Those of us who have been working from home may be due to return to the office before long, but things are very different now than they were in March 2020. The world has changed significantly, and businesses of almost all stripes have learned that they can operate remotely.
Many of us have become accustomed to working at home ‘ without the cost of commuting ‘ and people are rightly considering how they want to handle finances and spending in the new post-lockdown world. Money is at the heart of many of these decisions, and to reach an effective, agreeable solution, we can’t ignore the elephant in the room. Money shouldn’t be a dirty word, especially in the employee-employer relationship, so it’s time to cast aside the taboo and have constructive conversations about it with your team.
Honesty is the best policy
If your business plans to return to the office, it should explain the reasons why. Present the facts and figures and explain the personal reasons the company plans to return ‘ perhaps you feel collaboration is more effective in person, or you’re keen to meet with clients.
Remember that it isn’t just employees who will see a change to their expenses due to going back to work ‘ many businesses will also face increased expenditure. This creates an opportunity for dialogue. The right way to handle money will vary from one company to another but being open, honest and straightforward is always the best policy.
Considerate expenses policies and spend cards
A large-scale return to the office is a great time for businesses (that haven’t already done so) to implement an expense management system. Modern expense management platforms enable team members to make purchases directly using a prepaid company card. This ensures that employees never need to reach into their own pockets to make a work purchase. These cards also make it easy for leadership to review spending in real-time and control the amount and types of purchases each employee can use company funds for.
Employees will feel better returning to the office if they are reassured about the expense system, so now more than ever, it is essential to have a clear, fair policy so that your employees know what is and isn’t reasonable for them to expense.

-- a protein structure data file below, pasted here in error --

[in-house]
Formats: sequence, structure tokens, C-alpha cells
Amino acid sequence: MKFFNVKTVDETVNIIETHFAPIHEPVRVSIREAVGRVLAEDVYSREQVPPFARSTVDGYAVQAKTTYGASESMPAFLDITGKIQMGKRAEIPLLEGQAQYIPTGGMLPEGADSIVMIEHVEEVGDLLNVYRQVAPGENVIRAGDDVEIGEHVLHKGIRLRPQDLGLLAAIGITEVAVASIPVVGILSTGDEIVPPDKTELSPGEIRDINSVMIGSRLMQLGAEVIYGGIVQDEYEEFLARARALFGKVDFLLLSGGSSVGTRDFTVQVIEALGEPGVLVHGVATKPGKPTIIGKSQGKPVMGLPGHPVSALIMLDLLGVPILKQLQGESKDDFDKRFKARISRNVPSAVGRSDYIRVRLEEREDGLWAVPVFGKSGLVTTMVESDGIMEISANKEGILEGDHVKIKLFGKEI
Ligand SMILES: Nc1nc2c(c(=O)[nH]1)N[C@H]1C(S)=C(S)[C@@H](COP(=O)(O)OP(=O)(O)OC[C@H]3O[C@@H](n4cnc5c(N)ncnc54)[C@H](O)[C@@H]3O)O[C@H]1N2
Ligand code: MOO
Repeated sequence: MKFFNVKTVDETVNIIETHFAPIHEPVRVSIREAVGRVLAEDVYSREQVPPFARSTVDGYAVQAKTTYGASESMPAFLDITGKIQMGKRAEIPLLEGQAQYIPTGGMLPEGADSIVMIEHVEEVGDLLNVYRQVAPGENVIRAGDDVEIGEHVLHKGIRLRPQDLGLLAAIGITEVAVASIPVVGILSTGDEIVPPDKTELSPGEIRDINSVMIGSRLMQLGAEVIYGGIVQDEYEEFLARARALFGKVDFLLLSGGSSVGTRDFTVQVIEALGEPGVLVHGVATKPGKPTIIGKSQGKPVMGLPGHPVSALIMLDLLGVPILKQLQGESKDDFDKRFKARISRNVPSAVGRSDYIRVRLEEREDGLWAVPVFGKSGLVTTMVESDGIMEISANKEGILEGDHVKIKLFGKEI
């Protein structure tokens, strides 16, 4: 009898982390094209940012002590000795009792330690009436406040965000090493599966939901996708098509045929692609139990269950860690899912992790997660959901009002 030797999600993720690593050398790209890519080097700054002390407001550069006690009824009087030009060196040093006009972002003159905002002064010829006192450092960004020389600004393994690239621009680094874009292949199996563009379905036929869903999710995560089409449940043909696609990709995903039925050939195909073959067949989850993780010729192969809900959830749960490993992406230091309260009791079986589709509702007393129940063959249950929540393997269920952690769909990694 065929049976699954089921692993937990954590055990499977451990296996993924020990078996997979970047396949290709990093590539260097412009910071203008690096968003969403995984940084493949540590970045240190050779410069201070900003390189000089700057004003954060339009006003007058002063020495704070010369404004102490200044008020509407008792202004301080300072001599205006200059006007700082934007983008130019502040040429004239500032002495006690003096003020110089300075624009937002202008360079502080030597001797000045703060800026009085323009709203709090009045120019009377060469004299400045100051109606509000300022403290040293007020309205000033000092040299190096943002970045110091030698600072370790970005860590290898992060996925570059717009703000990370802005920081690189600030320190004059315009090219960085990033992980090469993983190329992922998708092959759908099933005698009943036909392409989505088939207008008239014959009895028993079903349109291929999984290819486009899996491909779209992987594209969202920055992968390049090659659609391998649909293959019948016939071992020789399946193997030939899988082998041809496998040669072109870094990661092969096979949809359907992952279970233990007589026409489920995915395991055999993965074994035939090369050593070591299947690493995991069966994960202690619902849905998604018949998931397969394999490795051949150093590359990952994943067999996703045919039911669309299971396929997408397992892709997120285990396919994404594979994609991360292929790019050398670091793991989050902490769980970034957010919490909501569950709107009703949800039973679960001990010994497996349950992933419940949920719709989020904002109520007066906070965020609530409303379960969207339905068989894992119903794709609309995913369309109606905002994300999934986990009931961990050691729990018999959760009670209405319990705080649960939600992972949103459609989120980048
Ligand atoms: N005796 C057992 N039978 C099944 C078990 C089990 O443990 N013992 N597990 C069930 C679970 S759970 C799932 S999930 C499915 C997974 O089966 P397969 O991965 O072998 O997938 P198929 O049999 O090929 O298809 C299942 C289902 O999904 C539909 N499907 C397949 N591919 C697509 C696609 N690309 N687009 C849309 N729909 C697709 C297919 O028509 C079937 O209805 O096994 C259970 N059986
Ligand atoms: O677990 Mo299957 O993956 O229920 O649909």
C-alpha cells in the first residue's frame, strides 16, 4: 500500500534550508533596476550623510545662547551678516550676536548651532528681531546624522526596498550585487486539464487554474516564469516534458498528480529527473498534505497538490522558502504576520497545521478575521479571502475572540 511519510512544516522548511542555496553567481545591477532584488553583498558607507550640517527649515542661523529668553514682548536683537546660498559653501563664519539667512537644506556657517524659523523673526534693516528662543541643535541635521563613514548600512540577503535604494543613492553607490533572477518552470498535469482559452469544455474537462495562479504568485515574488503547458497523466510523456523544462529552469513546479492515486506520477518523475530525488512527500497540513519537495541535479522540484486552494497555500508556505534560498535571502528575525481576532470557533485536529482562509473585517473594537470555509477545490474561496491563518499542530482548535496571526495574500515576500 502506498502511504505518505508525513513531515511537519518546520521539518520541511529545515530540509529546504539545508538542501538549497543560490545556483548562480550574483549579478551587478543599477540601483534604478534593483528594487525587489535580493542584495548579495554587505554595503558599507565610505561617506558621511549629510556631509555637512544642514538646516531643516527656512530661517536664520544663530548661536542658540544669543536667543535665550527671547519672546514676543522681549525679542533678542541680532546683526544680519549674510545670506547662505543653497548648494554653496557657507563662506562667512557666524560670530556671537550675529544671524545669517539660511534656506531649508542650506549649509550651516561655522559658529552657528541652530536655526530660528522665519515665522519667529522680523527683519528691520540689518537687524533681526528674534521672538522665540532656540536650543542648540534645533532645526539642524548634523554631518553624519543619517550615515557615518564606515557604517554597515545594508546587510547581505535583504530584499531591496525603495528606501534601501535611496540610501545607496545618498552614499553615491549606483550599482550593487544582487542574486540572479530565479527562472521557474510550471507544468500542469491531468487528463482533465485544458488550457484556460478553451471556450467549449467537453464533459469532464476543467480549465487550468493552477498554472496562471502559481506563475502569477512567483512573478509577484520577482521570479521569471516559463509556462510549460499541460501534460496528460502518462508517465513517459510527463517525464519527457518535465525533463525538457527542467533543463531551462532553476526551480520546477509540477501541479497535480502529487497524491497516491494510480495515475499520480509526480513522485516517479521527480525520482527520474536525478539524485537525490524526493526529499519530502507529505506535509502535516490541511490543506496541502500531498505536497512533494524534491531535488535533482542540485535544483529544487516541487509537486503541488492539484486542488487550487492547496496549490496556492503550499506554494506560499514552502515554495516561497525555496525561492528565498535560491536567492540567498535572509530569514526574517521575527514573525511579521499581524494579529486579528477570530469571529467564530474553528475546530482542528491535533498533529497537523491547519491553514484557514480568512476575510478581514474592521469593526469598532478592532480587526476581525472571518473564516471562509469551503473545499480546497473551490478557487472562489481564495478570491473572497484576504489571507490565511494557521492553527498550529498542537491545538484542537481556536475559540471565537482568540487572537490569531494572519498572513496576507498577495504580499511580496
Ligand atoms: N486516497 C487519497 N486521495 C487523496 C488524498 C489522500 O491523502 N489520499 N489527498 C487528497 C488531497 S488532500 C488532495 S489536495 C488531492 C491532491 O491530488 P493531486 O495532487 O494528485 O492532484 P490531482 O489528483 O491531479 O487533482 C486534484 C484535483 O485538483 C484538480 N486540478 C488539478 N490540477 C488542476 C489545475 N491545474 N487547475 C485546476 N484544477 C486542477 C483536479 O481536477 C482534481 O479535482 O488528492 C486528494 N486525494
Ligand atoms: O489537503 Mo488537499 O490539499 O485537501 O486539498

Address financial wellbeing
Providing access to confidential financial support from a third party can help to ease any financial anxieties your employees might have. Financial wellbeing support can take many forms, but one popular solution is money management advice. This is especially valuable to younger employees setting out on their own, or those entering a new phase of life, such as starting a family or planning to buy their first property.
Salary sacrifice programmes, such as cycle-to-work or annual train pass schemes, are also an excellent way to help employees manage costs. If the commute is a major issue for staff, remind them of the available business-subsidised alternatives. Employees benefit from tax savings, and they will be able to set up an affordable payment plan.
Some businesses even offer third party saving schemes and loans for employees, such as corporate ISAs, to support their employees’ financial health. For some employees, contributing to a savings account directly from their pay is a great way to avoid the temptation to spend cash that they should be putting aside.
Talking money is the key to a successful return
It may go against our British sensibilities to openly discuss money, but the impending return to the office is an inflexion point, and we have a chance to make a real change. Discussing money openly, starting with discussions about the expenses required to return to the office, will be appreciated by your team and will put the business on the path to post-pandemic prosperity.